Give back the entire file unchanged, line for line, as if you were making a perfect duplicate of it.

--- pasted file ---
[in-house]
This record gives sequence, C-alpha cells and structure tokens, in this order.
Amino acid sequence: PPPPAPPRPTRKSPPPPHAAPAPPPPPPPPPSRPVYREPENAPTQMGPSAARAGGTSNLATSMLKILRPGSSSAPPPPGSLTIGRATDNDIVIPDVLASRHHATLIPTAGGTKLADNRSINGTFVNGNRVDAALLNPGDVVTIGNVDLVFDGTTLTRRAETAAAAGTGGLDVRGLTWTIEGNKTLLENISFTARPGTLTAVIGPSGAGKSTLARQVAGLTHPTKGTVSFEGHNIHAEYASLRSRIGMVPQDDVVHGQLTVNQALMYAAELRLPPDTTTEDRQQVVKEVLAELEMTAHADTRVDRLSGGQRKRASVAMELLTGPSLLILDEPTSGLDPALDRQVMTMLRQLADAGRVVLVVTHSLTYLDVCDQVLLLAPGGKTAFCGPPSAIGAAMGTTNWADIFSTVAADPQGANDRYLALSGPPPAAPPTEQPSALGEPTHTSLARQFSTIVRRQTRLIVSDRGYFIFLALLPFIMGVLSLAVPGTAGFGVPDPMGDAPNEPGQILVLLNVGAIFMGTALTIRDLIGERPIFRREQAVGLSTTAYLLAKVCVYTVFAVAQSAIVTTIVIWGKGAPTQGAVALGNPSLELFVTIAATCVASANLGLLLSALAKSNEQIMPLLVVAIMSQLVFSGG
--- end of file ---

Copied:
[in-house]
This record gives sequence, C-alpha cells and structure tokens, in this order.
Amino acid sequence: PPPPAPPRPTRKSPPPPHAAPAPPPPPPPPPSRPVYREPENAPTQMGPSAARAGGTSNLATSMLKILRPGSSSAPPPPGSLTIGRATDNDIVIPDVLASRHHATLIPTAGGTKLADNRSINGTFVNGNRVDAALLNPGDVVTIGNVDLVFDGTTLTRRAETAAAAGTGGLDVRGLTWTIEGNKTLLENISFTARPGTLTAVIGPSGAGKSTLARQVAGLTHPTKGTVSFEGHNIHAEYASLRSRIGMVPQDDVVHGQLTVNQALMYAAELRLPPDTTTEDRQQVVKEVLAELEMTAHADTRVDRLSGGQRKRASVAMELLTGPSLLILDEPTSGLDPALDRQVMTMLRQLADAGRVVLVVTHSLTYLDVCDQVLLLAPGGKTAFCGPPSAIGAAMGTTNWADIFSTVAADPQGANDRYLALSGPPPAAPPTEQPSALGEPTHTSLARQFSTIVRRQTRLIVSDRGYFIFLALLPFIMGVLSLAVPGTAGFGVPDPMGDAPNEPGQILVLLNVGAIFMGTALTIRDLIGERPIFRREQAVGLSTTAYLLAKVCVYTVFAVAQSAIVTTIVIWGKGAPTQGAVALGNPSLELFVTIAATCVASANLGLLLSALAKSNEQIMPLLVVAIMSQLVFSGG